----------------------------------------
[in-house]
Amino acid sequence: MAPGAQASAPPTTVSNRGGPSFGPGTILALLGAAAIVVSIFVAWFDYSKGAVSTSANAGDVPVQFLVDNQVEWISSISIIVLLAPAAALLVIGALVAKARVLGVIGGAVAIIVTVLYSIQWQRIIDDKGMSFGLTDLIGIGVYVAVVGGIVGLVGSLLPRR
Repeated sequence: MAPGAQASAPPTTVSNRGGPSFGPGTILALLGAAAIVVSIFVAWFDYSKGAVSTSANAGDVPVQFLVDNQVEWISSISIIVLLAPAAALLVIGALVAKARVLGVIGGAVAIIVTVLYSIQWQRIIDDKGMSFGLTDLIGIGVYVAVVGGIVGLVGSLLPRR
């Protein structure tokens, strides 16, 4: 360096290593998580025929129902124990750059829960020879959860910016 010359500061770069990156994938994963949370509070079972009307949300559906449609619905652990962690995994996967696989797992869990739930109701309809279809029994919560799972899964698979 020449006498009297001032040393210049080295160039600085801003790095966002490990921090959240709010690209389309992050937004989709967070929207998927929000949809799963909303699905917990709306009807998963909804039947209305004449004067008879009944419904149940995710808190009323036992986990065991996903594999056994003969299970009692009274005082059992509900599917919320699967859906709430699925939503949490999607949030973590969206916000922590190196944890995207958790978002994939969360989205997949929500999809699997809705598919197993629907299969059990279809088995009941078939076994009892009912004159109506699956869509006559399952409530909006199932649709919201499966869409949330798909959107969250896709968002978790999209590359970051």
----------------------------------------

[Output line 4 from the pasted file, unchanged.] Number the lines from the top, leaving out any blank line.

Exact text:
């Protein structure tokens, strides 16, 4: 360096290593998580025929129902124990750059829960020879959860910016 010359500061770069990156994938994963949370509070079972009307949300559906449609619905652990962690995994996967696989797992869990739930109701309809279809029994919560799972899964698979 020449006498009297001032040393210049080295160039600085801003790095966002490990921090959240709010690209389309992050937004989709967070929207998927929000949809799963909303699905917990709306009807998963909804039947209305004449004067008879009944419904149940995710808190009323036992986990065991996903594999056994003969299970009692009274005082059992509900599917919320699967859906709430699925939503949490999607949030973590969206916000922590190196944890995207958790978002994939969360989205997949929500999809699997809705598919197993629907299969059990279809088995009941078939076994009892009912004159109506699956869509006559399952409530909006199932649709919201499966869409949330798909959107969250896709968002978790999209590359970051």